Why Growing Out My Bangs Didn’t Suck

Courtesy of Cat Quinn.
I had my Jane Birkin inspiration photos pulled, an appointment with my longstanding hairstylist in New York City, and was going through a rough patch in my relationship. In other words, I was in the perfect (and worst) position to get bangs. As the 14-inch snips fell to the floor, I instantly felt a sense of freedom and excitement. I was actually doing this. I looked in the mirror and loved my blunt-cut fringe more than I love Chipotle burritos. That week, all my outfits looked cooler, my hair felt “done” even in a messy ponytail, and the Instagram likes were breaking triple-digits. That was it: I was officially a bangs girl.

And then, I started to sweat. No, seriously, I really started to sweat. What started as cute, sexy fringe ended up as sticky, separated hair plastered to my forehead by day’s end. I realized that between my oily hair and my oily forehead, bangs were going to take way more time and maintenance than I had previously considered. And I didn't have the schedule or the patience to tolerate them. About two weeks into daily sink-washings and blowouts (and more than a few cans of dry shampoo), I’d had enough. I was due for a bang trim, and I called and cancelled it. That’s right — my bangs lasted just two weeks. And it was going to take years for them to catch up to my waist-length hair. You already know what I was thinking: What. Have. I. Done.

“Oh no, growing out bangs suuuuuckkks,” everyone (and every story I read on the subject) told me. So I invested in multiple packs of bobby pins, hair ties, gel, and hairspray, and hunkered down in my bathroom like a category-five hurricane was approaching. But it never came. Instead, styling my in-between bangs became the best thing that ever happened to my hair. It just required me to stop hating them, and instead embrace them for what they are: incredible volume-givers.
Courtesy of Cat Quinn.
Rather than aggressively pulling, braiding, and pinning my bangs into submission, I figured out a better solution: lightly teasing them and spraying them up and back with strong-hold hairspray — and no pins. This would not have been possible without R+Co Vicious Hairspray, a product I started talking about so much that people thought I was secretly in-pocket with the brand. The hairspray gives extreme hold, but looks and feels totally soft and brushable, making my swept-back strands blend in seamlessly with ponytails, topknots, and updos. And since I could manipulate my fringe without the constraints of pins, I was able to get flattering volume at my roots — more than I'd ever achieved with my long, weighed-down hair. The look was so convincing that several of my friends asked if my bangs the previous week had been clip-ins. (No, but that might have been a better idea.)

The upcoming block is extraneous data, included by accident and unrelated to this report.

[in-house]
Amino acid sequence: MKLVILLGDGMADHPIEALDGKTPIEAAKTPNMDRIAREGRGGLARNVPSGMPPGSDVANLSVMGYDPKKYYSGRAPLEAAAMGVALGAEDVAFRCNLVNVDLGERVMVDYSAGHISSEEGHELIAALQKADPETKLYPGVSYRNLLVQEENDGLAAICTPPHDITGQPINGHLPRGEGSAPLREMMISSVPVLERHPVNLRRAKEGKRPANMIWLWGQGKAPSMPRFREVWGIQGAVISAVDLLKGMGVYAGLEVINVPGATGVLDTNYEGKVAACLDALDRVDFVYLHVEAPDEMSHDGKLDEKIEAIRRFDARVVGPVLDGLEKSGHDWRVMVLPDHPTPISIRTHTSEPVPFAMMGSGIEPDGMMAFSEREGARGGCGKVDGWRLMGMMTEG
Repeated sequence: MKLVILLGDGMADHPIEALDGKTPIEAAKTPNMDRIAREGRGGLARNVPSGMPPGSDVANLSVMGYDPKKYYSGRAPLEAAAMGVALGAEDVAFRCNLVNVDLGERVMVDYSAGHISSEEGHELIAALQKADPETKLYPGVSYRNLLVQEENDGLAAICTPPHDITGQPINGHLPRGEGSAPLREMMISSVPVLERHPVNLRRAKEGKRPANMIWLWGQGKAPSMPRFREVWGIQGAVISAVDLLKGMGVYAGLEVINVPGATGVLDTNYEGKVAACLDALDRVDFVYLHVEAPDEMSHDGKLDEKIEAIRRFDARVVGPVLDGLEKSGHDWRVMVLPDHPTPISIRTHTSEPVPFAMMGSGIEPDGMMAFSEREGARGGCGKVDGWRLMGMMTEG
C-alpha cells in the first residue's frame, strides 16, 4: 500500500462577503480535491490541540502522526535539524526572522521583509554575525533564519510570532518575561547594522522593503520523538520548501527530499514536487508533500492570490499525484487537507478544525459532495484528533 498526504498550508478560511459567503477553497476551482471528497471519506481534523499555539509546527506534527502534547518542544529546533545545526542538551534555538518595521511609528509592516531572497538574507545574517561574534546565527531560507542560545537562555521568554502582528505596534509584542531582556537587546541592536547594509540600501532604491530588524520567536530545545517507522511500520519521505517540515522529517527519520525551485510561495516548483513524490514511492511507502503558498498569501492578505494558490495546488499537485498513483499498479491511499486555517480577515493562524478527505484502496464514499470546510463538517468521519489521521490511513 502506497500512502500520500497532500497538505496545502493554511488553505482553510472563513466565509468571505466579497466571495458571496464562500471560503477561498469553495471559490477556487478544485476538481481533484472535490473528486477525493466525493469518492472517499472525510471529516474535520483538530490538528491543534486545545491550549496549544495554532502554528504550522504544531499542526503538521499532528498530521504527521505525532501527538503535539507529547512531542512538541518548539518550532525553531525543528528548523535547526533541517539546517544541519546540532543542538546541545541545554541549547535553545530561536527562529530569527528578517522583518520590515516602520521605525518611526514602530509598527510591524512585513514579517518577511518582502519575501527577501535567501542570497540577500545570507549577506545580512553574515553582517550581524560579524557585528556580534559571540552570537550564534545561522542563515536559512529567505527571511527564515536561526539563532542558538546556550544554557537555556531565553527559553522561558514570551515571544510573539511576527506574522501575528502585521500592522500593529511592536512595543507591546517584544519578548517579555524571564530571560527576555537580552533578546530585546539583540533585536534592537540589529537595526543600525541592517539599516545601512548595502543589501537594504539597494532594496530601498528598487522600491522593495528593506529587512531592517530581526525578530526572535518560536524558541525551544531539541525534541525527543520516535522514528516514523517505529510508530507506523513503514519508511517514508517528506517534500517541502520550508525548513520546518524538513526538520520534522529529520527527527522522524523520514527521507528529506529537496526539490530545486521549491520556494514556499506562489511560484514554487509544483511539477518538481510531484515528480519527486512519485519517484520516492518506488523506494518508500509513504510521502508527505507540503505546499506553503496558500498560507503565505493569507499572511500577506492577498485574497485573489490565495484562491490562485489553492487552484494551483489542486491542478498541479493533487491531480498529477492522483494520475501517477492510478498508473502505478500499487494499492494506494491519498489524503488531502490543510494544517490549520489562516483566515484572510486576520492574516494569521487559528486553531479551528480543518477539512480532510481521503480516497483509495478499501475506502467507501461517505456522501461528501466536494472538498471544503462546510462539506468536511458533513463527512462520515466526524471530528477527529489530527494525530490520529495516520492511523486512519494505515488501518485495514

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Eleven months later, my blunt fringe doesn't quite reach my chin. And again, it's a stage that many people would describe as “awkward,” but that I actually love. I style them with a center-part and use a flat iron to flick them back — and the look flatters and frames my face. Or I let my naturally wavy hair air-dry, and I enhance the curl of my bangs for a textured, model-off-duty swoop.

Now fearless about making hair mistakes, I've also gone from brunette to dirty blonde (something I've always wanted to do). I braid, twist, and style my hair into the craziest possible updos I can. (If I'm going to a formal event, even better.) In other words, my hair has become way more interesting than when it was long and single-length. I can't even remember the last time I went in to get the #basic blowout I was shelling out $50 for weekly.

Yes, it’s hair, and yes, it grows. But if the cut you got isn’t right for you, you don’t have to wait months (or years) to love your hair again.

Even though I’ve spent a year growing out my bangs — and I'm only halfway there — I don’t regret cutting them. With the right tools, I ended up with more style versatility than I had before. And I learned an important lesson: Yes, it’s hair, and yes, it grows. But if the cut you got isn’t right for you, you don’t have to wait months (or years) to love your hair again. In fact, you might find that the best hair days are ahead of you — if you just decide to embrace them.